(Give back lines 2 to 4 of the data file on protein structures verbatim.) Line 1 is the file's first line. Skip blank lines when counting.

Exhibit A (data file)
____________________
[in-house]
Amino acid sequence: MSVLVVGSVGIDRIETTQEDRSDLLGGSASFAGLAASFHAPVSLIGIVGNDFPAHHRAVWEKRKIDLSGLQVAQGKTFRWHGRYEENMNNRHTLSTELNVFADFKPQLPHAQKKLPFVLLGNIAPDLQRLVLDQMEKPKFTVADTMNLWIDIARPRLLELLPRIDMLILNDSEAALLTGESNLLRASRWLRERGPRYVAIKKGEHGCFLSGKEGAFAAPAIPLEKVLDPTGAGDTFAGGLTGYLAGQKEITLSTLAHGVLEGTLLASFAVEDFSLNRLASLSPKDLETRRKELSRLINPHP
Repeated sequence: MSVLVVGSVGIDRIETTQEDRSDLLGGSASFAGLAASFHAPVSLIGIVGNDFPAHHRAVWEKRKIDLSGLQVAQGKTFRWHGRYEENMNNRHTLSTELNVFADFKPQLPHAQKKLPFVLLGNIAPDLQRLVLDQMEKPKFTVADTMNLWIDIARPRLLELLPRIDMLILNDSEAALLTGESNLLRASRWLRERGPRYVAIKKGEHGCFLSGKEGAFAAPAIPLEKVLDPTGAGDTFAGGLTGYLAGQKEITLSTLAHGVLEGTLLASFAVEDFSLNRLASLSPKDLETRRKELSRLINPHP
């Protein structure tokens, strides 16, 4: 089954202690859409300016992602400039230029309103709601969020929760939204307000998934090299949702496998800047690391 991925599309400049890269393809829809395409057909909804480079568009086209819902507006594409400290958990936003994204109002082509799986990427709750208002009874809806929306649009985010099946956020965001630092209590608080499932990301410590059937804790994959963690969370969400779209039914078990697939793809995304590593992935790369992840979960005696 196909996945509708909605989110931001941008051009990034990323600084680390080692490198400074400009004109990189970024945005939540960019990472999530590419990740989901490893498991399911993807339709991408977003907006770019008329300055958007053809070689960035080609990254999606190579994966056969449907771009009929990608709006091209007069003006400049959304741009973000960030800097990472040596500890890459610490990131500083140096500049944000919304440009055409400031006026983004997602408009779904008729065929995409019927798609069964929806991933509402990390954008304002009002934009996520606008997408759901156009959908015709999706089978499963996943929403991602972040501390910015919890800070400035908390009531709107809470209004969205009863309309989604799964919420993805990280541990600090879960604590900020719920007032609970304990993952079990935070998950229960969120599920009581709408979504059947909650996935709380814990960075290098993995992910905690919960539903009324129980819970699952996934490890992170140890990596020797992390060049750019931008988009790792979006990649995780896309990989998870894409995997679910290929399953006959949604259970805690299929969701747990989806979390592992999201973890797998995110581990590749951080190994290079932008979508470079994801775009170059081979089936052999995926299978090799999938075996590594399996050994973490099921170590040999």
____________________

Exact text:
Amino acid sequence: MSVLVVGSVGIDRIETTQEDRSDLLGGSASFAGLAASFHAPVSLIGIVGNDFPAHHRAVWEKRKIDLSGLQVAQGKTFRWHGRYEENMNNRHTLSTELNVFADFKPQLPHAQKKLPFVLLGNIAPDLQRLVLDQMEKPKFTVADTMNLWIDIARPRLLELLPRIDMLILNDSEAALLTGESNLLRASRWLRERGPRYVAIKKGEHGCFLSGKEGAFAAPAIPLEKVLDPTGAGDTFAGGLTGYLAGQKEITLSTLAHGVLEGTLLASFAVEDFSLNRLASLSPKDLETRRKELSRLINPHP
Repeated sequence: MSVLVVGSVGIDRIETTQEDRSDLLGGSASFAGLAASFHAPVSLIGIVGNDFPAHHRAVWEKRKIDLSGLQVAQGKTFRWHGRYEENMNNRHTLSTELNVFADFKPQLPHAQKKLPFVLLGNIAPDLQRLVLDQMEKPKFTVADTMNLWIDIARPRLLELLPRIDMLILNDSEAALLTGESNLLRASRWLRERGPRYVAIKKGEHGCFLSGKEGAFAAPAIPLEKVLDPTGAGDTFAGGLTGYLAGQKEITLSTLAHGVLEGTLLASFAVEDFSLNRLASLSPKDLETRRKELSRLINPHP
């Protein structure tokens, strides 16, 4: 089954202690859409300016992602400039230029309103709601969020929760939204307000998934090299949702496998800047690391 991925599309400049890269393809829809395409057909909804480079568009086209819902507006594409400290958990936003994204109002082509799986990427709750208002009874809806929306649009985010099946956020965001630092209590608080499932990301410590059937804790994959963690969370969400779209039914078990697939793809995304590593992935790369992840979960005696 196909996945509708909605989110931001941008051009990034990323600084680390080692490198400074400009004109990189970024945005939540960019990472999530590419990740989901490893498991399911993807339709991408977003907006770019008329300055958007053809070689960035080609990254999606190579994966056969449907771009009929990608709006091209007069003006400049959304741009973000960030800097990472040596500890890459610490990131500083140096500049944000919304440009055409400031006026983004997602408009779904008729065929995409019927798609069964929806991933509402990390954008304002009002934009996520606008997408759901156009959908015709999706089978499963996943929403991602972040501390910015919890800070400035908390009531709107809470209004969205009863309309989604799964919420993805990280541990600090879960604590900020719920007032609970304990993952079990935070998950229960969120599920009581709408979504059947909650996935709380814990960075290098993995992910905690919960539903009324129980819970699952996934490890992170140890990596020797992390060049750019931008988009790792979006990649995780896309990989998870894409995997679910290929399953006959949604259970805690299929969701747990989806979390592992999201973890797998995110581990590749951080190994290079932008979508470079994801775009170059081979089936052999995926299978090799999938075996590594399996050994973490099921170590040999």